SSH login without passwords

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The method described here has inherant problem of sever being vulnarable if the client is compromised. There is no line of defence in between. This arises from the fact that we don't enter a pass-phrase when creating the key-pair. To overcome this issue, without going through the trouble of entering a password (or phrase) at every login, use the application known as Keychain.

Whenever the ssh command is used to login to a remote machine, user needs to provide the remote machines password. While this is an obvious security precaution, it soon becomes a headache once you start to login fifty-times a day to the same, known-and-trusted server from your known-and-trusted client! For such situations, the following is a good approach.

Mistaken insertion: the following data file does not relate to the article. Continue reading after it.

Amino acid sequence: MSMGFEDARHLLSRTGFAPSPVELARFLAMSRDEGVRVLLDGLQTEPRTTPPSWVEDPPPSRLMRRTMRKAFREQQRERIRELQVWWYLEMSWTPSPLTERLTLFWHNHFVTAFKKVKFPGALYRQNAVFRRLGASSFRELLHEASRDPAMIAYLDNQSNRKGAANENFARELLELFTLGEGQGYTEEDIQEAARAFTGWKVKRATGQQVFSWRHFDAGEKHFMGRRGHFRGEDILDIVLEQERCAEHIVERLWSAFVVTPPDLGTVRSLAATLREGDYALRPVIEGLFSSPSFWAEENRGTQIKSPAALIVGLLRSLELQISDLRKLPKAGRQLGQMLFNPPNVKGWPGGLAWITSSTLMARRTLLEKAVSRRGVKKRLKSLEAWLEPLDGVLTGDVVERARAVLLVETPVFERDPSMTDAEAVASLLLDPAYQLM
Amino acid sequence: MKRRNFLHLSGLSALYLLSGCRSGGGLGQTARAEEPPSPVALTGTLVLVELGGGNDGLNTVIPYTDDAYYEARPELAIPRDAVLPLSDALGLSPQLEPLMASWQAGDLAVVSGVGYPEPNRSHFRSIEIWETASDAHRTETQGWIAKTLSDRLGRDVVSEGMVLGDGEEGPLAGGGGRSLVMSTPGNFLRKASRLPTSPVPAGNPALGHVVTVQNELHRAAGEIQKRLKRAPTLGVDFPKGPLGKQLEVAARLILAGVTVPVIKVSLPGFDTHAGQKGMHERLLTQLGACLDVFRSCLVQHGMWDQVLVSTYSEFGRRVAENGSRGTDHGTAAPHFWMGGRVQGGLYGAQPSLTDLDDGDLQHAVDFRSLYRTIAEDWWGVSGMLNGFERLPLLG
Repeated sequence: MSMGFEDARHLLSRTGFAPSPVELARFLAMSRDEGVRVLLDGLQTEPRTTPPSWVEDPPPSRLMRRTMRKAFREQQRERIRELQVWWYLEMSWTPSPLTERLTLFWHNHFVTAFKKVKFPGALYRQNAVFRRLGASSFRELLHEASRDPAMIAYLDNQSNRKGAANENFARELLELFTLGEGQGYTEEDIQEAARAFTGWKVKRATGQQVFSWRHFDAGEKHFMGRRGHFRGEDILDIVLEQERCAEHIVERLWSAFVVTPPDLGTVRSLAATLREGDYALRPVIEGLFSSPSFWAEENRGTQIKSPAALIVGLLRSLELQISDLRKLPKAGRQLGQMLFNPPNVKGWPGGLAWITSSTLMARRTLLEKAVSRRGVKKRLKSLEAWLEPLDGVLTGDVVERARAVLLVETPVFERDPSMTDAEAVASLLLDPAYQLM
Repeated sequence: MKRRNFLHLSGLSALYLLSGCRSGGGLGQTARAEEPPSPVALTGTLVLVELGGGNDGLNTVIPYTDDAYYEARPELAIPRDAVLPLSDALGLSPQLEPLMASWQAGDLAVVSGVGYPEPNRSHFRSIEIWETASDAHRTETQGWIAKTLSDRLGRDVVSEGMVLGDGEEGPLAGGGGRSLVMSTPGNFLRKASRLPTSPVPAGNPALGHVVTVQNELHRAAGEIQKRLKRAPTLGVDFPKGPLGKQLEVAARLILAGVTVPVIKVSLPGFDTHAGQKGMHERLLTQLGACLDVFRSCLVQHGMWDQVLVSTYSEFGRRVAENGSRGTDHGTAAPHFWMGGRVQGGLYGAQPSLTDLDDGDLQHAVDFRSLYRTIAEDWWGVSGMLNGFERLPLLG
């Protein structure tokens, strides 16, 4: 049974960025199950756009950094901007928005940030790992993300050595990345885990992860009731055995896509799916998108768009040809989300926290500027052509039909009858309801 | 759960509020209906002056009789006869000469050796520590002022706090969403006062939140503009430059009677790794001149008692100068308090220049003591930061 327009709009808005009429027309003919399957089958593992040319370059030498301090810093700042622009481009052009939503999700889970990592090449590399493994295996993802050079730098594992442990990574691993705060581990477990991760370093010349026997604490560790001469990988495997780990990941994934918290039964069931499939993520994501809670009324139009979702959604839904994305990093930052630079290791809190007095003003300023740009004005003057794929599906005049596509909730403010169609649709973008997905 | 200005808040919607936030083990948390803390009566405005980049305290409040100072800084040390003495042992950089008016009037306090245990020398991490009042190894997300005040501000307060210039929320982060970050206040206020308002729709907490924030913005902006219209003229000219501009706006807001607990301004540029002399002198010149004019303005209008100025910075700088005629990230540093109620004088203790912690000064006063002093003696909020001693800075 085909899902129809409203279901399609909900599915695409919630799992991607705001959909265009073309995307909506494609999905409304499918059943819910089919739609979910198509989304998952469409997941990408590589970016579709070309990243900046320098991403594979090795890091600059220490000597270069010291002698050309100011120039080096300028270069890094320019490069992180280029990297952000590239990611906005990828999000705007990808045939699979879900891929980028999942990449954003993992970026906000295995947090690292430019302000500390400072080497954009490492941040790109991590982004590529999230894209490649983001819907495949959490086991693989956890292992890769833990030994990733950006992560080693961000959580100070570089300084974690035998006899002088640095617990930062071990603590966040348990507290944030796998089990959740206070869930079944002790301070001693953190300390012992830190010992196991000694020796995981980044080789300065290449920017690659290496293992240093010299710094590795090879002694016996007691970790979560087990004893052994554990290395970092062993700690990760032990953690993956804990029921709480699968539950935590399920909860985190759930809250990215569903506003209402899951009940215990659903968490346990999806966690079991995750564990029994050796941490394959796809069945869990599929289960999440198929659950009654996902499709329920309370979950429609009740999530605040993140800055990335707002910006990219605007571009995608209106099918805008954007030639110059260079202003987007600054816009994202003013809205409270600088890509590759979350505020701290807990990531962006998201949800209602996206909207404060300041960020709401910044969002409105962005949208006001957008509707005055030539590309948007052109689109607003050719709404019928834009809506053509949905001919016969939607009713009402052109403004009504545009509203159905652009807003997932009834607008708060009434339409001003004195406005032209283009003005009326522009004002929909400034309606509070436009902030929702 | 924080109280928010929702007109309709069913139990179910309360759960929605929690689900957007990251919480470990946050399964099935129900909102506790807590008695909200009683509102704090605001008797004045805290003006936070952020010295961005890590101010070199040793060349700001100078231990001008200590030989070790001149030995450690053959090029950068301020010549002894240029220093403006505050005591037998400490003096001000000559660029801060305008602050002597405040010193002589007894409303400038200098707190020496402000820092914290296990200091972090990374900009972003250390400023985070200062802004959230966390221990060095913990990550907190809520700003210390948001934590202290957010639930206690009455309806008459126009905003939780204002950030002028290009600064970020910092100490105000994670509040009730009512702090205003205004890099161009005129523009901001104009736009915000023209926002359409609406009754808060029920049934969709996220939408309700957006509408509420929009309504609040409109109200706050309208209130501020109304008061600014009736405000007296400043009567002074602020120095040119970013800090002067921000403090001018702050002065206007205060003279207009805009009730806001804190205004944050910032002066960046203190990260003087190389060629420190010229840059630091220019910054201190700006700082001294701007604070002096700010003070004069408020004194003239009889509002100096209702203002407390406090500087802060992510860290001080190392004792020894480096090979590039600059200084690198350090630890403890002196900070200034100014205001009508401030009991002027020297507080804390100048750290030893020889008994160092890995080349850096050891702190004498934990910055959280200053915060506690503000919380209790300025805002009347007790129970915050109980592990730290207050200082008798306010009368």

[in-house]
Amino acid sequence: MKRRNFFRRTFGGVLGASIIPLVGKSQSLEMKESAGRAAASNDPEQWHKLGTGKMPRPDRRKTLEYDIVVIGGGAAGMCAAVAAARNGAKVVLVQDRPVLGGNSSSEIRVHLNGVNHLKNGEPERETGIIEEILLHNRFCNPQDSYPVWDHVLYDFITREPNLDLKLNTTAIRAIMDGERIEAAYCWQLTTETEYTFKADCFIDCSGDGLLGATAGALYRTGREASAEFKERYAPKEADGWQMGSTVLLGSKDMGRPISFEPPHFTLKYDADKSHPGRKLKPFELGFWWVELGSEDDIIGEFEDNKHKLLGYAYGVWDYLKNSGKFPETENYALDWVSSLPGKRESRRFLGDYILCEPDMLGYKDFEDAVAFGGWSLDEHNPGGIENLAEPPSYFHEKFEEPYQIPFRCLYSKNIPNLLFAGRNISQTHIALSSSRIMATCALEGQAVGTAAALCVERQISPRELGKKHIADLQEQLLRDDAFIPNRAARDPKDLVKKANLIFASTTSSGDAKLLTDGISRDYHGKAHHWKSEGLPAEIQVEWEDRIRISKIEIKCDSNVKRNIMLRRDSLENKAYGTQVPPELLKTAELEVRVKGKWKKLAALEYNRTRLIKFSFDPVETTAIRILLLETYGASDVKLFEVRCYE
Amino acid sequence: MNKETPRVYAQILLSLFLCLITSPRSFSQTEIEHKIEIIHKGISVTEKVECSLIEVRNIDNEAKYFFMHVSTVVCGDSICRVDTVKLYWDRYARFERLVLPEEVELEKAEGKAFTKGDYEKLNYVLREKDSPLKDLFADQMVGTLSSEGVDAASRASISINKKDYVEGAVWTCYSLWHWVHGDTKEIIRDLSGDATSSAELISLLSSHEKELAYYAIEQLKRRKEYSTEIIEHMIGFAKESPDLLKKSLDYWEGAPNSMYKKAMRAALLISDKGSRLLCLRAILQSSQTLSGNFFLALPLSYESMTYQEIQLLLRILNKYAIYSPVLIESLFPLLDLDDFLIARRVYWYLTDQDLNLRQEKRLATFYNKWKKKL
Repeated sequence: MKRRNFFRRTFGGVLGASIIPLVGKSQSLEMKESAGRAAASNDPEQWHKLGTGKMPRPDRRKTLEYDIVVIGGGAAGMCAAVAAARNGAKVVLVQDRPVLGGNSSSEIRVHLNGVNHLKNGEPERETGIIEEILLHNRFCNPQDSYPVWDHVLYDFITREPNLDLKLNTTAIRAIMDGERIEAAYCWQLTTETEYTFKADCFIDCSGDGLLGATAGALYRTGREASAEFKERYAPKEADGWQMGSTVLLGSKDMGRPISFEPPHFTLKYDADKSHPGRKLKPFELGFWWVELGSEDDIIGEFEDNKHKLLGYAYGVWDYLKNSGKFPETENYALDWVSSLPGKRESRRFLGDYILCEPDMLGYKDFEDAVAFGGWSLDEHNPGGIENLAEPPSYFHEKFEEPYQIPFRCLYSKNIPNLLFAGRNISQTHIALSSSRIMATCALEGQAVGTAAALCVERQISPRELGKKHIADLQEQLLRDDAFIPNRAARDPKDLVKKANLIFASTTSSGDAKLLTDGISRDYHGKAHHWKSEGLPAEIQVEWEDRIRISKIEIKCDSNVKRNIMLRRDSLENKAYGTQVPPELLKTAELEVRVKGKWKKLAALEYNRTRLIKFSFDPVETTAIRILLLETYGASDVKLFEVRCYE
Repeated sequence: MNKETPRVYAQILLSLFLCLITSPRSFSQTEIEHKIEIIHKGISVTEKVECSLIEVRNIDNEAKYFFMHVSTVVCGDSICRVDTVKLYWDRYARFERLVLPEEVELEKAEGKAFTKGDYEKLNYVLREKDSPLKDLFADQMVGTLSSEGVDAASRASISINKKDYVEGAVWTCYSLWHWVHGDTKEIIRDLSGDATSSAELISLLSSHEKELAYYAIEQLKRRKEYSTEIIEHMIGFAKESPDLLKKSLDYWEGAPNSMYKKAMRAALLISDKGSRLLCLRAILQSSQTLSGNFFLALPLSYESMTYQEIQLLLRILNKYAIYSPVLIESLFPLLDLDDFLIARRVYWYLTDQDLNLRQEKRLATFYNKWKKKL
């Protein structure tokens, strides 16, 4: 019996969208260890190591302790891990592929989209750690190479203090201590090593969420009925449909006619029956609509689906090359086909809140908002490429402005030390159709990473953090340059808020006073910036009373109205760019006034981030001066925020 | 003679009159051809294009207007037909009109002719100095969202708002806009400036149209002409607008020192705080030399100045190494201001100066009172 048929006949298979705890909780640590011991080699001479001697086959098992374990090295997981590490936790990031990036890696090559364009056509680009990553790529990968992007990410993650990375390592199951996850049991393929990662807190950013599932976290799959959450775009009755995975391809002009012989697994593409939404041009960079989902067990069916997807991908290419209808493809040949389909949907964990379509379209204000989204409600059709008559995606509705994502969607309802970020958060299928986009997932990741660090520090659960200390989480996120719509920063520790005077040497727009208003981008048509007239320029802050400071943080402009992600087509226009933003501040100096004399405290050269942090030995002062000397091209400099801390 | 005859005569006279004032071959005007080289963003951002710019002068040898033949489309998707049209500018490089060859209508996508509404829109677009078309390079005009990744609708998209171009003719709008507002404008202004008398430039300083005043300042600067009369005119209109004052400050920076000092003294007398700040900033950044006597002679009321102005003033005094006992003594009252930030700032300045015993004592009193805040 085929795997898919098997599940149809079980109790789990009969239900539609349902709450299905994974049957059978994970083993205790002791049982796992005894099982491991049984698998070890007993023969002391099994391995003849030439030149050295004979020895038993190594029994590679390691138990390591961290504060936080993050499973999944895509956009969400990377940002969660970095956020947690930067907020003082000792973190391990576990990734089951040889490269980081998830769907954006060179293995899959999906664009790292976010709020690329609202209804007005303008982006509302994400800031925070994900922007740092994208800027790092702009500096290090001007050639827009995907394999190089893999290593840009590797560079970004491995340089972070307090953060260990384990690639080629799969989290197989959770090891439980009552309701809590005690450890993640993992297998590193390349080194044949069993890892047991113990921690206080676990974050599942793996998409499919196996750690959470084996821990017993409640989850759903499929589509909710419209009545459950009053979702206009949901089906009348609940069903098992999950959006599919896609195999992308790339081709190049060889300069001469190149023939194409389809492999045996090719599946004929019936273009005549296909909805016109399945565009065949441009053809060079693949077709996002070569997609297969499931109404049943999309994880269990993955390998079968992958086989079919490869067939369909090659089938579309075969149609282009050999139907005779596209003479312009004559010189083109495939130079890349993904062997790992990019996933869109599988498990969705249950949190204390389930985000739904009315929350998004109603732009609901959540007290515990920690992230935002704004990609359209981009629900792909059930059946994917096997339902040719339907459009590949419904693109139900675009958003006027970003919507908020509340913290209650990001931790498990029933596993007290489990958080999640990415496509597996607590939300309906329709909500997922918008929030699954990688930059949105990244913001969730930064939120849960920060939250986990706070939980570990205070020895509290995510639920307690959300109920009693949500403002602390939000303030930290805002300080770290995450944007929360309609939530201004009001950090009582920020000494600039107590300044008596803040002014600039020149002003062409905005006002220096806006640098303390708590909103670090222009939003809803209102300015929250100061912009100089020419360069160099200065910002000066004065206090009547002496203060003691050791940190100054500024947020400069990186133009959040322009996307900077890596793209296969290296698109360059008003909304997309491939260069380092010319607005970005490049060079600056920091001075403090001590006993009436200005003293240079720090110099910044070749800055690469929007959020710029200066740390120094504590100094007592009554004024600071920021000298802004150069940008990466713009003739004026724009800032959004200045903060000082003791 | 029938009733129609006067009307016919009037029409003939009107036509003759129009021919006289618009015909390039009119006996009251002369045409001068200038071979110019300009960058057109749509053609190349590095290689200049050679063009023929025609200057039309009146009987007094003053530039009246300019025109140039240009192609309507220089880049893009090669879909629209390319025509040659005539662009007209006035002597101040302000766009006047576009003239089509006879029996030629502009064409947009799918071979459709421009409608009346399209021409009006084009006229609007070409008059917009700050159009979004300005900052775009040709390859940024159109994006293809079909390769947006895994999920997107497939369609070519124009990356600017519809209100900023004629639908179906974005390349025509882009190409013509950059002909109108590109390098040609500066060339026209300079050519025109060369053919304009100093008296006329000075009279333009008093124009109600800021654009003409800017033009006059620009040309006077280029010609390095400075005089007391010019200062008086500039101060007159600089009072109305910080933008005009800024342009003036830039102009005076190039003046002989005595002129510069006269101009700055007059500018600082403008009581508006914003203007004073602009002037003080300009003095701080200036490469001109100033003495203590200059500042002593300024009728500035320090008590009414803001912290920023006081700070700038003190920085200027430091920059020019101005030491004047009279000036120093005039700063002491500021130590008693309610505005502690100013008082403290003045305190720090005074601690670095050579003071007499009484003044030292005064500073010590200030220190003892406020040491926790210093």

Let's assume the client and server names are

client1 server1

respectively and username in the server (remote machine) is


  1. Create public-private key pair in client1

$ ssh-keygen -t dsa -f ~/.ssh/id_dsa Generating public/private dsa key pair. Enter passphrase (empty for no passphrase): (Don't type anything, just press enter here.) Enter same passphrase again: (Again empty) 52:da:75:66:09:15:5e:cb:6f:a3:xd:39:rd:15:f6:da user@client1

  1. Copy public-key to somewhere in server1
    $ scp ~/.ssh/ user1@server1:~/.ssh/
  2. In the server1, append the public-key for client1 to the authorized-keys file
    cat ~user1/.ssh/ >> ~user1/.ssh/authorized_keys2
  3. Secure the authorized-keys file (otherwise the scheme will not work!) and remove unnecessary files. (in server1)
$ chmod 640 ~user1/.ssh/authorized_keys2 $ rm ~user1/.ssh/ .

Now you should be able to login from client1 to user1@server1 without providing password.